- The party that sells the securities and agrees to buy them back is the party that needs financing, and
- The party that buys the securities and agrees to sell them bank is the party that provides the financing.
Synthetics can be used to inject liquidity into the market, which reduces costs for investors.
One example is a credit default swap. A CDS is a derivative contract between two parties, a credit protection buyer and a credit protection seller, in which the buyer makes a series of cash payments to the seller and receives a promise of compensation for credit losses resulting from a “credit event”, such as a failure to pay, bankruptcy, or restructuring. This gives a CDS seller the ability to synthetically long an underlying asset and a CDS buyer the ability to hedge their credit exposure on an underlying asset.
In this paper, the author demonstrates that CDS markets are more liquid than their underlying bond markets. One of the main reasons for this is standardization: the bonds issued by a particular firm are usually fragmented into a number of different issues which differ in their coupons, maturities, covenants, etc. The resulting fragmentation reduces the liquidity of these bonds. The CDS market, on the other hand, provides a standardized venue for the firm’s credit risk.
Synthetics can open up the marketplace to relatively free participation by recreating the cash flow of virtually any security through a combination of instruments and derivatives.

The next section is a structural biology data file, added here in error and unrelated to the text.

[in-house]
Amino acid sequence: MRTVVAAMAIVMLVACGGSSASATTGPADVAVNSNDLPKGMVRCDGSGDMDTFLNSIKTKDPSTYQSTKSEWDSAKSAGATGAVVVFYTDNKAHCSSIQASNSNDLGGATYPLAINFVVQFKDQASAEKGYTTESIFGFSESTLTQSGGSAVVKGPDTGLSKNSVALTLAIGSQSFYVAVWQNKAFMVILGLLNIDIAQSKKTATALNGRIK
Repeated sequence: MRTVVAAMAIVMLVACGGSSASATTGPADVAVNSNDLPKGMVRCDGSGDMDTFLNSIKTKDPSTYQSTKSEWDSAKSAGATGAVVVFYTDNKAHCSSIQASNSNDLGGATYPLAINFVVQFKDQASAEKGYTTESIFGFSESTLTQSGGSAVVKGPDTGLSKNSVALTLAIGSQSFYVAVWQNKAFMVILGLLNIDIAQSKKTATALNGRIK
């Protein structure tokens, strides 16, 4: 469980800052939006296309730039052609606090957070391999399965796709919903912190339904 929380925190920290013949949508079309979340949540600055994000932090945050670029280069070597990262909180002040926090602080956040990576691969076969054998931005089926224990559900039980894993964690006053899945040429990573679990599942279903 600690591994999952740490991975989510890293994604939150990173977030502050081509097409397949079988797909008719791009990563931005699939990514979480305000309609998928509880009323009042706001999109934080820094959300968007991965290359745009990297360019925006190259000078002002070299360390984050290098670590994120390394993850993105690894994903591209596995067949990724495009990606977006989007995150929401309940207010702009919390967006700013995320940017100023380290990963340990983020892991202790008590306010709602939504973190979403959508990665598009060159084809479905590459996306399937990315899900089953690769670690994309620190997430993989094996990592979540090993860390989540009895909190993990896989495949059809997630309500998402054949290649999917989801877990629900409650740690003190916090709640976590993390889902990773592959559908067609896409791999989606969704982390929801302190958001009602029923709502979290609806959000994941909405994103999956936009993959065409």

For example, we could also use a CDS to replicate the exposure of a bond. This can be helpful in a situation where the bond is difficult to obtain in the open market (e.g. perhaps there weren’t any available).
Let me provide a concrete example using Tesla 5-year bonds which are yielding 600 basis points over Treasuries:
- Buy $100,000 of 5-year Treasuries and hold them as collateral.
- Write (sell) a 5-year, $100,000 CDS contract.
- Receive the interest on the Treasuries and get a 600 basis point annual premium on the CDS.
If there’s no default, the coupons on the Treasury plus the CDS premium will give the same yield as the 5-year Tesla bond. If the Tesla bond defaults, the portfolio value would be the Treasury less the CDS payout, which amounts to the default losses on the Tesla bond. So in either case (default or no default), the payoff from the portfolio (Treasuries + CDS) would be the same as owning the Tesla bond.
What makes a good synthetic?
In some instances, synthetic product development has only been possible once a critical mass of liquidity has been attained in the underlying. There is little point in creating a synthetic if the underlying is too illiquid since it is likely to reduce the economic benefits.